The story told in this book is so instructive and inspirational because it shows how difficult it is for the academically trained mind to accept the idea of life beyond death and, how it repeatedly denies us access to those deeper-dwelling faculties in us that have been repressed and neglected for centuries and have therefore atrophied for want of use. From the denial and repression of these intuitive, creative and imaginative aspects of ourselves has come our materialist belief system and the culture of escalating violence which now threatens us with the disintegration of civilization and, ultimately, with the possible extinction of our species.
          As we have become increasingly cut off from these faculties, so, in our relationships with others, we have become increasingly gripped by fear and the need for control, responding to difficult situations with a paranoid defense against our "enemies", ascribing all "good" to ourselves and all "evil" to them. Setting out to eliminate evil by force, we create violence and invite violence in retaliation, creating unbearable suffering and despair for millions. Yet the root of all this lies in our own fragmented psyche and our abysmal ignorance of the oneness and sacredness of life.
          What Betty Kovács tells us in clear, vivid imagery is how the deep ground of spirit speaks; how it attracts us to itself and tries to gain our attention; the language and imagery and methods of communication it uses. She shows the importance of paying close attention to dreams, visions, synchronicities and to those often subliminal images that appear fleetingly on the screen of consciousness. She tells how, out of a sustained meditative attention, there was born in her not only a deeper capacity for insight but the opening of her awareness to "a dimension so vast that I was stunned to realize how excruciatingly small a space I had been trained to live in and call reality." What she experienced as her awareness of this dimension expanded was the shattering of the myth of materialism which condemns so many to a meaningless life of "mediocrity, addiction, violence, indifference and fanaticism."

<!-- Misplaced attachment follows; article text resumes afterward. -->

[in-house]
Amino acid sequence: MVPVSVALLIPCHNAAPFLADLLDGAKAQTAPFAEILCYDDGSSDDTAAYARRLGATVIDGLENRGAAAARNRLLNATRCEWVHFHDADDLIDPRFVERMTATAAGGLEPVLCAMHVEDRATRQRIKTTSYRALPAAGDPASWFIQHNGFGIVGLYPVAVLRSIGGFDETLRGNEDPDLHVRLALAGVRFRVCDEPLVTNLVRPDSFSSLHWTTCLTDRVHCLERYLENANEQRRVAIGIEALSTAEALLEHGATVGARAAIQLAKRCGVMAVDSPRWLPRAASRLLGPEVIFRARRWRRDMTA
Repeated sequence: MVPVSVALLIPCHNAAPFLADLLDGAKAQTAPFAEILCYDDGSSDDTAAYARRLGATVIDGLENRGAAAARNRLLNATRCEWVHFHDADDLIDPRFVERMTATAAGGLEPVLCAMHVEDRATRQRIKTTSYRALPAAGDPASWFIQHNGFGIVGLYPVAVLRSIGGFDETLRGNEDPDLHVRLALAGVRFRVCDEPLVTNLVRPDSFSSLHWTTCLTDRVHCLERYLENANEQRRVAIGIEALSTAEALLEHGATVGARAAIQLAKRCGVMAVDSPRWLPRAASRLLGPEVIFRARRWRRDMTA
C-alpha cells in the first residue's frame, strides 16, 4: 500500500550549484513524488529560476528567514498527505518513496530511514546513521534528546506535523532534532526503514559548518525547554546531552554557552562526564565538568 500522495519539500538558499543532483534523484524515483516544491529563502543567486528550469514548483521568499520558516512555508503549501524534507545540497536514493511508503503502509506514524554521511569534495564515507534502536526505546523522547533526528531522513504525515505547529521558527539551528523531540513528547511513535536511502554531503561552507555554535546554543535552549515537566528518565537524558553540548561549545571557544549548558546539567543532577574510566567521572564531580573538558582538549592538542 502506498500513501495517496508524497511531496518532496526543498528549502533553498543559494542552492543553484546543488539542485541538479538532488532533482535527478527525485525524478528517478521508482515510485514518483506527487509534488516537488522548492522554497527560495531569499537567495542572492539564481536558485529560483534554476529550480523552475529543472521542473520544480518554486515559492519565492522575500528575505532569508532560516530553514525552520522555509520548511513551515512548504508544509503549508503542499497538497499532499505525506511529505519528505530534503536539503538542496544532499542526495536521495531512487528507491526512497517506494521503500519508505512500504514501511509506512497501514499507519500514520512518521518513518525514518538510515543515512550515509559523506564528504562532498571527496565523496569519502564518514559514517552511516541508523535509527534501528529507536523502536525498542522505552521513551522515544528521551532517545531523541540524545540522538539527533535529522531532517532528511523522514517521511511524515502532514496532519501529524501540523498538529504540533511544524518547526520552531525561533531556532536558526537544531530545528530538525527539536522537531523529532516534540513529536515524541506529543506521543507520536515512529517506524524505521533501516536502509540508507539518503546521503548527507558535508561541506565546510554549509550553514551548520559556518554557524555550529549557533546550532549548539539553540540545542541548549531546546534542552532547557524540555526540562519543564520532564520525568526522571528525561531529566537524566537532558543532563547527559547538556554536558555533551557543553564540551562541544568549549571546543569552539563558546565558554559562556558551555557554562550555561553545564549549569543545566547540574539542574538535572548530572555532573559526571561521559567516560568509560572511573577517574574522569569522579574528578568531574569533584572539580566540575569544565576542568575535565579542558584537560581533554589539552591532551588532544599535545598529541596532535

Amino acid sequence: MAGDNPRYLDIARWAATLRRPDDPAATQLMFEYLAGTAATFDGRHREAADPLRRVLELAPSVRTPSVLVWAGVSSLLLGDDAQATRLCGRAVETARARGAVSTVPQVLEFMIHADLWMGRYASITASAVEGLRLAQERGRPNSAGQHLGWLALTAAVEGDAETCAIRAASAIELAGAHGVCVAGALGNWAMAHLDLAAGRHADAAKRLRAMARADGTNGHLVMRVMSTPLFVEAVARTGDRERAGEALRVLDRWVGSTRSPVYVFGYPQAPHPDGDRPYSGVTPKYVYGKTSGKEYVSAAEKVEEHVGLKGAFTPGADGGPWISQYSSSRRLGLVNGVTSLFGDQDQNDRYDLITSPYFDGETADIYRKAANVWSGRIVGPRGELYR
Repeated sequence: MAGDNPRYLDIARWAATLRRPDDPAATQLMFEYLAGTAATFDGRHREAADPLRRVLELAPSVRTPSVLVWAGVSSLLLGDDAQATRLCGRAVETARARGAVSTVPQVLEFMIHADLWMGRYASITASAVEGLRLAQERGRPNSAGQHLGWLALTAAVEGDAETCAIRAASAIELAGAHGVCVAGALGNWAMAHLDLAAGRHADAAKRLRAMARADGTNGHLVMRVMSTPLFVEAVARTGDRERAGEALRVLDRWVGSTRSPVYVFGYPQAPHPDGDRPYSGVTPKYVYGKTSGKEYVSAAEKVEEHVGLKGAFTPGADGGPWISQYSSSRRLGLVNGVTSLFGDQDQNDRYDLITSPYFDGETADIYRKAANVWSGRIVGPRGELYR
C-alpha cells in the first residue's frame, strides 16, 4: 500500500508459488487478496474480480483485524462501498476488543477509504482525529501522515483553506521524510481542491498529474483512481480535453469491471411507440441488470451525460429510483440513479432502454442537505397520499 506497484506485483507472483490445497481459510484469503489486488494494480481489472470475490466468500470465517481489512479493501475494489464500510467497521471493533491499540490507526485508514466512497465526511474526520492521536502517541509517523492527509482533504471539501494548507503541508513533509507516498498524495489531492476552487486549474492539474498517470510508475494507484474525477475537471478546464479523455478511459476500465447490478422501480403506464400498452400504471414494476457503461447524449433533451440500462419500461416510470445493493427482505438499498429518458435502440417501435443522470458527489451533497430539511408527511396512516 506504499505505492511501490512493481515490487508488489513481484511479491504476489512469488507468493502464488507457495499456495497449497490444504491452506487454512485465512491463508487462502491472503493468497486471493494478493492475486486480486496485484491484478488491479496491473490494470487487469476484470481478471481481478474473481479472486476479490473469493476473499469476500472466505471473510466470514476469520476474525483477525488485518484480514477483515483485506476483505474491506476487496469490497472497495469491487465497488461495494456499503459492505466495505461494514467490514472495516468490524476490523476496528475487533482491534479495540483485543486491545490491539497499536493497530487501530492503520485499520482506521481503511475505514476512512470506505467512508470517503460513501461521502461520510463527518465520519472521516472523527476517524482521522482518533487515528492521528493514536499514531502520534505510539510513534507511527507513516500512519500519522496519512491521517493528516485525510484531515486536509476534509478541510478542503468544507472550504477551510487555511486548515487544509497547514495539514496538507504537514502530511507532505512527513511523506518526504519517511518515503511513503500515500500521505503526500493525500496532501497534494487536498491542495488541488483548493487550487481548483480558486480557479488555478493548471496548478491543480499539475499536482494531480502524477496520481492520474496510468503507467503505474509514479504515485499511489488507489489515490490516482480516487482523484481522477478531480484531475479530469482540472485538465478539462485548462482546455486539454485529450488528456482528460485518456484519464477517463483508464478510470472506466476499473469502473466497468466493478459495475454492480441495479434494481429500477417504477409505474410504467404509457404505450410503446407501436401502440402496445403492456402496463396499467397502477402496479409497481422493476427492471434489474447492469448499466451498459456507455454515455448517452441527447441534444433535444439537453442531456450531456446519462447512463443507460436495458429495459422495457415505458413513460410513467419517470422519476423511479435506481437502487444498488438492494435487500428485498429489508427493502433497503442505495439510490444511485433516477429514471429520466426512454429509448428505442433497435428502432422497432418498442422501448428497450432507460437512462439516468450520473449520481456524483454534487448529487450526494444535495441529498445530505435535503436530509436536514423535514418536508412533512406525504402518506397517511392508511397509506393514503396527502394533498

"In our amnesia," she writes, '"we have "'forgotten' ourselves into a 'terrible dream' where neither mother nor child is nurtured. How had we fallen into this amnesia? How had we lost our self-esteem? How had we lost the understanding that our ego was to be the mirror of our inner uniqueness flowing out of universal Mind? How had we turned this ego 'wrong-side out' so that it had to go snatching and grabbing from the outer world anything that would make us feel good about ourselves? And how had we been able to forget the creative power in every thought and feeling and longing?"
           Her message is one of hope and trust that, working together, we will be able to open ourselves to the experience of the mysteries of the universe and weave these mysteries into our daily lives, so healing the deep fragmentation in our nature. On the last page of her book she writes, "As we reconnect, full circle, to the roots of our existence in the Mind of the universe,… we experience the deep unity of birth and death and we experience the radical creativity of both. We understand that 'Death is as Divine as Life,' because it is Life - because there is nothing but Life.'"

1. Christopher Bache, Dark Night, Early Dawn: Steps to a Deep Ecology of Mind, p. 5 . Suny Press, Albany, New York, 2000.
2. William James, The Varieties of Religious Experience, p. 388. Longmans Green & Co., New York, 1929.

The Miracle of Death has been published (April 2003) by the Kamlak Center, Claremont, California. ISBN 0-9721005-3-9